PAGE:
And yeah, I think it will be $ denomiated oil prices that will be the breaking point from a J6P perspective.  They may not understand the intricacies of the massive bailout, but they do understand filling up their truck with $4 a gallon gas.

Sat, 01/09/2010 - 12:03 | 188386 berlinjames02
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Actually Dodd will probably move to Ireland. He already owns property there, which he bought for roughly half the market value from a 'friend'. Dodd negotiated the 'friend's' pardon pardon from President Clinton in 2001.

I am unsure of the extradition agreements between the US and Ireland. I wanted to post this for Marla's poll, but I was in transit at the time.

Schade.

http://online.wsj.com/article/SB123681364667801647.html

Wed, 01/06/2010 - 16:28 | 184779 Brett in Manhattan
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Buying MBSs? I thought the housing market has already bottomed and the future is so bright Bernanke has to wear shades?

Those MBSs should be selling like acid at Woodstock.

 

Wed, 01/06/2010 - 16:29 | 184780 Anonymous
Anonymous's picture

"The Desk was continuing to develop the capacity to conduct RRPs using agency MBS collateral and anticipated that this work would be completed by the spring"
I guess the Fed is much more of a "green" eco-friendly orgnaization that I ever thought. Talk about recycled garbage. Jesus Christ.

They have thrown a shit-ton of money at the mortgage market to support price levels in order to disrupt any price discovery of the related securities of the bank's balance sheets. If this is the leg of the table that is supporting the banks from imploding, they how in the hell is the Fed going to be able to pull that away?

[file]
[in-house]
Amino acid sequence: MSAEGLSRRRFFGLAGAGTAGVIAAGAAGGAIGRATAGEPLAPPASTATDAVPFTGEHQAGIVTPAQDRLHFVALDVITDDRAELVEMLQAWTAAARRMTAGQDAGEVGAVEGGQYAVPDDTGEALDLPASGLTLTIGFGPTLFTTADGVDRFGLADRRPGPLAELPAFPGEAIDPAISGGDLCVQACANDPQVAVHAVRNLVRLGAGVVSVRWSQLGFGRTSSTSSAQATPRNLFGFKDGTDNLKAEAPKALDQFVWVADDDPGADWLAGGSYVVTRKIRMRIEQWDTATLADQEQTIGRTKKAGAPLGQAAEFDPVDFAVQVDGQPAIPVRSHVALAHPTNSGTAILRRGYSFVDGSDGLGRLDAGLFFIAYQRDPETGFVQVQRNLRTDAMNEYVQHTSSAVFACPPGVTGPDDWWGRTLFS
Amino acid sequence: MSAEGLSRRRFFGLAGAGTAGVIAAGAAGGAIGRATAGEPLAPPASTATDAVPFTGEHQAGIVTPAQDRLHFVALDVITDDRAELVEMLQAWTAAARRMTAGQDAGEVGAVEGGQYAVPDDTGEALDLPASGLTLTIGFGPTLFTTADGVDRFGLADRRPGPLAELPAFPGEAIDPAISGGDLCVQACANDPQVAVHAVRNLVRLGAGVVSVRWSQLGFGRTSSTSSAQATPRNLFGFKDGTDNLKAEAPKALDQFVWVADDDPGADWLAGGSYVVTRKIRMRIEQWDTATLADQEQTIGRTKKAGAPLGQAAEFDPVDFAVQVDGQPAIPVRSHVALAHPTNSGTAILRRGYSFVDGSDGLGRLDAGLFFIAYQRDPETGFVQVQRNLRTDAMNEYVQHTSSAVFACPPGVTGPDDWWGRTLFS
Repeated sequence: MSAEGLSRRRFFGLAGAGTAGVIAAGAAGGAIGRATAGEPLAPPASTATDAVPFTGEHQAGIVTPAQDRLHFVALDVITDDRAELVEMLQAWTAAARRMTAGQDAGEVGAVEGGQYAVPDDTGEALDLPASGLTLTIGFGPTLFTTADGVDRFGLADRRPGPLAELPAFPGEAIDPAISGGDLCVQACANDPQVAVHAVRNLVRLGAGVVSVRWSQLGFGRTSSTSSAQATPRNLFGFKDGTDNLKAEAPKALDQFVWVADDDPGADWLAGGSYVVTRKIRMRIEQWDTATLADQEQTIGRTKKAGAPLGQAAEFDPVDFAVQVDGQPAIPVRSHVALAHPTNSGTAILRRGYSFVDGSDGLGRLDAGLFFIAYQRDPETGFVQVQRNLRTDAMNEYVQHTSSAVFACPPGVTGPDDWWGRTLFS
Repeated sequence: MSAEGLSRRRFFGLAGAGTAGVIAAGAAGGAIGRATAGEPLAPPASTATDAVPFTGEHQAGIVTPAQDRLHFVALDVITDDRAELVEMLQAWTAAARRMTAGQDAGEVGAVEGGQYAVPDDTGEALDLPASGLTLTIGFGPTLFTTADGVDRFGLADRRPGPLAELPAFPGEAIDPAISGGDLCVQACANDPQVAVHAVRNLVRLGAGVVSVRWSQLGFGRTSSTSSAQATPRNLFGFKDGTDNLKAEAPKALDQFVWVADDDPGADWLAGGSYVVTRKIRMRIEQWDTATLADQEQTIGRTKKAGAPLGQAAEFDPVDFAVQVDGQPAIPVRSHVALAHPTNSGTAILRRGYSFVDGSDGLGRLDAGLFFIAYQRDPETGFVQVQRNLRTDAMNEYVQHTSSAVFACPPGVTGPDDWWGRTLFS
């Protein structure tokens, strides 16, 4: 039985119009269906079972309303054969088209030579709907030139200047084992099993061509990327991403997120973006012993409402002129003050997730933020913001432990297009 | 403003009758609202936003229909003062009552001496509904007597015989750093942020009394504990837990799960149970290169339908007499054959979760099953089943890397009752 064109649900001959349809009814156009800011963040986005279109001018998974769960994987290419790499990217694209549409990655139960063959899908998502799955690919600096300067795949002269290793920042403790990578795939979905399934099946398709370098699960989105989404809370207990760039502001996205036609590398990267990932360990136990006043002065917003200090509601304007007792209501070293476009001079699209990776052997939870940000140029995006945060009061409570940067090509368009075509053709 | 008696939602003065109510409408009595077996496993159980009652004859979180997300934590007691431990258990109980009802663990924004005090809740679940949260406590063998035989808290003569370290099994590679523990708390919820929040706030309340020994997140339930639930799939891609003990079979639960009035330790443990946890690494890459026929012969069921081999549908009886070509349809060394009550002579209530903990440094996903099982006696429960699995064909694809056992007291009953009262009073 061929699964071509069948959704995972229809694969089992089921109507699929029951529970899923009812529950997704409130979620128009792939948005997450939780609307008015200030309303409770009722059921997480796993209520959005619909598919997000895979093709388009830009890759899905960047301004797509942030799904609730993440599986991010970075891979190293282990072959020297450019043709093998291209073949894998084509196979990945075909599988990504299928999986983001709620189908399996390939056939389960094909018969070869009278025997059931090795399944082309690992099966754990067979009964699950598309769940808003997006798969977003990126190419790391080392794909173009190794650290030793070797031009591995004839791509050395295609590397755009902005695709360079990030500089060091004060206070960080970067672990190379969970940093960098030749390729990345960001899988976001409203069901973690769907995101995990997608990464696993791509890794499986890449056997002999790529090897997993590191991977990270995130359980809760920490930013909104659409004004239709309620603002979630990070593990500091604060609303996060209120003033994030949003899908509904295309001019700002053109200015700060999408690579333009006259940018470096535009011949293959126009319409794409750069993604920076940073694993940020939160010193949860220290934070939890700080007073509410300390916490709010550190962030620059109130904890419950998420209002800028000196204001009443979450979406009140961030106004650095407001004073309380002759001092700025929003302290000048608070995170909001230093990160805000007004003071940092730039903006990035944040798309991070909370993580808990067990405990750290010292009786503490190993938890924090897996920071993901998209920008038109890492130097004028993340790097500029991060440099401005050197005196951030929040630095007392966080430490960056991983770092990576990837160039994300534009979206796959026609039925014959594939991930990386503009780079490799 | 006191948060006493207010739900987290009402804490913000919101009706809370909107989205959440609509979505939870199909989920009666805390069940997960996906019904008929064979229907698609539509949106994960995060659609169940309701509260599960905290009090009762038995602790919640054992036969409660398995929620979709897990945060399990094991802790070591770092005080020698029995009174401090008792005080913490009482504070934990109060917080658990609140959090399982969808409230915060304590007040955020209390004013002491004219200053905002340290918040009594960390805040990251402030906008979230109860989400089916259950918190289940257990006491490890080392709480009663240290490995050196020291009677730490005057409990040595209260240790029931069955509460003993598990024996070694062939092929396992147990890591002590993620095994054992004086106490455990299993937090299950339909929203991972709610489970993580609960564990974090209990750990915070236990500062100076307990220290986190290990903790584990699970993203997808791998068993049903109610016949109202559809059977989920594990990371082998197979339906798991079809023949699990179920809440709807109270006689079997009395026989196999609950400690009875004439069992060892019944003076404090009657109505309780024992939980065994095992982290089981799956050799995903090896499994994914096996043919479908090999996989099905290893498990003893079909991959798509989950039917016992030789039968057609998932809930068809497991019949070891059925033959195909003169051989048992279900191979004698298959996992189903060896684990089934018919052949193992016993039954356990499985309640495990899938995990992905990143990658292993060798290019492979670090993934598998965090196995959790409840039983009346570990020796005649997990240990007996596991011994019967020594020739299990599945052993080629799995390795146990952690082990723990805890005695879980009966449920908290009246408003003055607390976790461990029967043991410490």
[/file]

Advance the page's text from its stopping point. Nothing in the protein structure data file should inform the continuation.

I am not a sophisticated investor, but I can't see how they will have the will to remove their support. Right?

Wed, 01/06/2010 - 16:36 | 184789 Sancho Ponzi
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I say let's demolish all of those hideous 3500-5000 sf McMansions people can no longer afford and build some nice, energy efficient 800-1200 sf urban homes. When things get screwed up, sometimes it's better to cut your losses and start over.

Wed, 01/06/2010 - 17:06 | 184842 Anonymous
Anonymous's picture

I will immediately buy a house if they build with 1200sf which reduces cost by half.

Thu, 01/07/2010 - 11:26 | 185416 trav7777
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still too expensive.

housing prices need to fall by half at least and then normalize around that.  Homeownership should not imply lifelong debt peonage

Wed, 01/06/2010 - 16:38 | 184790 Bam_Man
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Of course they are going to continue buying MBS.

Where do you think the money is going to come from to absorb this year's $2.5Trillion+ in new Treasury issuance?

The Fed will own (monetize) the entire Agency MBS market if necessary to keep Treasury auctions from failing.

And no one will be able to accuse them of "monetizing Treasuries".

Wed, 01/06/2010 - 17:48 | 184906 buzzsaw99
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good point

Wed, 01/06/2010 - 17:57 | 184919 ghostfaceinvestah
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Only $4T to go, why stop now?  they can probably add another $1.5T this year, another $1.5T in 2011, and by 2012 they will only have to reabsorb the runoff.  Why not?

Wed, 01/06/2010 - 16:38 | 184793 bugs_
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Soon our balogne won't even have a first name anymore.

 

Wed, 01/06/2010 - 16:38 | 184795 TheGoodDoctor
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What a joke. They knew they were going to have to buy more but said the program would be ended. I don't know what to believe anymore.

Wed, 01/06/2010 - 16:42 | 184801 Bam_Man
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Hint: Don't listen to what they say. Watch what they do. And think like a criminal.

Wed, 01/06/2010 - 17:56 | 184918 AN0NYM0US
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Don't listen to what they say. Watch what they do.

 

my initial reaction was to agree but in fact they have been doing what they said they would do at least that is what Tepper believed: